Twenty years ago, Detective Barbie: Vacation Mystery was released, and the world of video games changed forever.
Okay, that’s probably not even remotely true. But my own fate as a would-be girl gamer was sealed. As a five-year-old with a chunky beige Windows 98 machine and no siblings, Detective Barbie 2: Vacation Mystery was the first game I owned, and it would be my introduction into an unending affinity for slower-paced, narrative-heavy games that required patience and meticulousness.
Detective Barbie was, of course, a game aimed at young girls and, critically speaking, nothing to write home about. But searching for clues in an opulent seaside hotel, hang gliding over the beach, racing dune buggies on the sand, and piecing together the mystery of the stolen jewels in this particular computer game are some of my earliest memories, and they’re fond ones. And, believe it or not, that girly point-and-click mystery had more in common with the universally praised games of today than you might expect.
More Beach Week:
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- 7 Great Games for Chilling Out on Vacation
- Long Night of Solace is Halo’s Best Beach Level
In Vacation Mystery, you play as Barbie walking around a beach resort, hunting for hidden pieces of a painting, exploring hidden rooms, and talking to the guests and staff to uncover the titular mystery. You’re part of Team Detective Barbie (which, yes, is actually the term used), which includes Ken and Becky, the latter of whom uses a wheelchair and is a computer whiz. The game mechanics are far from advanced. You spend a lot of time examining the environment and talking to your teammates and suspects to advance the storyline. Pretty typical point-and-click stuff.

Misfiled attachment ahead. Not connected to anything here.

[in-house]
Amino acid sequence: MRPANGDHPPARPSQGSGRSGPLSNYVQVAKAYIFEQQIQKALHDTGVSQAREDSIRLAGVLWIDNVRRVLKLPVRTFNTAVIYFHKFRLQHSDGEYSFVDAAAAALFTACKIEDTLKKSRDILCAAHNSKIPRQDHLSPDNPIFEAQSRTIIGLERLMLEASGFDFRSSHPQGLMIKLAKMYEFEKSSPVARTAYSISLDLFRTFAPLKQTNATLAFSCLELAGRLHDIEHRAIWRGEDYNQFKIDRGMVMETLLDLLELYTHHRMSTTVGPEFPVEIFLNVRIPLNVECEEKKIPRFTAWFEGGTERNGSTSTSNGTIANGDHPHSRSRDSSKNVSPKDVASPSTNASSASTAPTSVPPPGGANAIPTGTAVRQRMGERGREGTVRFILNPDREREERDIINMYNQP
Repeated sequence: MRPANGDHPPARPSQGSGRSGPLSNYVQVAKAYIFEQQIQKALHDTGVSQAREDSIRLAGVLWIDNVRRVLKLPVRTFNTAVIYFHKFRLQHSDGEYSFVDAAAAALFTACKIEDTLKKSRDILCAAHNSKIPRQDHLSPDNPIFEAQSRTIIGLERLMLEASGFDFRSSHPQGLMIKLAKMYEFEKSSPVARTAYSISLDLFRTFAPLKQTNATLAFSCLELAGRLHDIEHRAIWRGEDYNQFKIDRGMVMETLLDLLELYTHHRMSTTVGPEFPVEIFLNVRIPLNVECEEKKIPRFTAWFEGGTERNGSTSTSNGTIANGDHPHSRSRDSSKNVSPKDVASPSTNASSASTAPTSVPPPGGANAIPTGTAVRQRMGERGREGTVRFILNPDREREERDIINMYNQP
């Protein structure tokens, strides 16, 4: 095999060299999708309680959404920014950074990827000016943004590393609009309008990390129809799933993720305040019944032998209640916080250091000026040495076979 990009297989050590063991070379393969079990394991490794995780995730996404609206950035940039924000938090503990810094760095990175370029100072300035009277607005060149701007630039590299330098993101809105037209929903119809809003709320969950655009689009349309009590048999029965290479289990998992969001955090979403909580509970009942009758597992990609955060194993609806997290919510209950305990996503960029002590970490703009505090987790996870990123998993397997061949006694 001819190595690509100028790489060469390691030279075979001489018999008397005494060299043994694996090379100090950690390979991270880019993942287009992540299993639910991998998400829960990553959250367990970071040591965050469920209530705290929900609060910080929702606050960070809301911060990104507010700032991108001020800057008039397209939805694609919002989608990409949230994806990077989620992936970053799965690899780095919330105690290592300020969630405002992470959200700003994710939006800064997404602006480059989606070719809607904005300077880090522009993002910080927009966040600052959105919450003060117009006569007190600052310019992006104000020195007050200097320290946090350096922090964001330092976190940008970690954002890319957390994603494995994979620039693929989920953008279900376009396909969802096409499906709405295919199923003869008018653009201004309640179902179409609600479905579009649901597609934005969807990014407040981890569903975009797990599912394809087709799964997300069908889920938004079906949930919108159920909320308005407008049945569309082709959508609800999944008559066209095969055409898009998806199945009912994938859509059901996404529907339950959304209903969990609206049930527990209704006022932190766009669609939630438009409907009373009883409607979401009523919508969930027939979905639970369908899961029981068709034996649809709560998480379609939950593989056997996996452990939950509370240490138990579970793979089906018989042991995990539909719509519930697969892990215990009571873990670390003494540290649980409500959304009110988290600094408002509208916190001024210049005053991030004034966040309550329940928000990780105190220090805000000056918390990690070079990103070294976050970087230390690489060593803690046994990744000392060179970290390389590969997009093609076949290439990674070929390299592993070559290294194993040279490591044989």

It’s not as if Detective Barbie invented adventure games, but I was a kid who liked to read, and this game had much of the same appeal as the mystery books I liked to borrow from the library. There was a rich, imaginative environment that provided a backdrop to a complete narrative. Gameplay, for the most part, served that narrative, so it felt immersive. And it was something I could enjoy alone.
But by middle school, I realized that the taste I’d formed through Detective Barbie was not in line with what was considered “good.” I had graduated to Nancy Drew and other point-and-click PC mystery games by this point, but I was well-aware that these were not real games that gamers played. Real gamers, which is to say boys and maybe a few very cool girls, played stuff like Halo and Call of Duty.
Even once I became T for Teen, I had no stomach for violence and no interest in first-person shooters. I definitely didn’t have a talent for them, either — if, like me, you didn’t grow up playing console games, you might be able to understand the difficulty of adjusting to the mechanisms, which just feel awkward and foreign no matter the system. I imagine this is how people a generation or two older than me feel about computers generally.
In the uncool games I came to prefer, gameplay can take a long time and feel slow at points, so, like a book, you put it down periodically and pick it back up later. It’s not fast and there aren’t really tricks or techniques to employ. There’s very little instant gratification, but you feel rewarded and, what’s more, intellectually stimulated when new plot points unfold.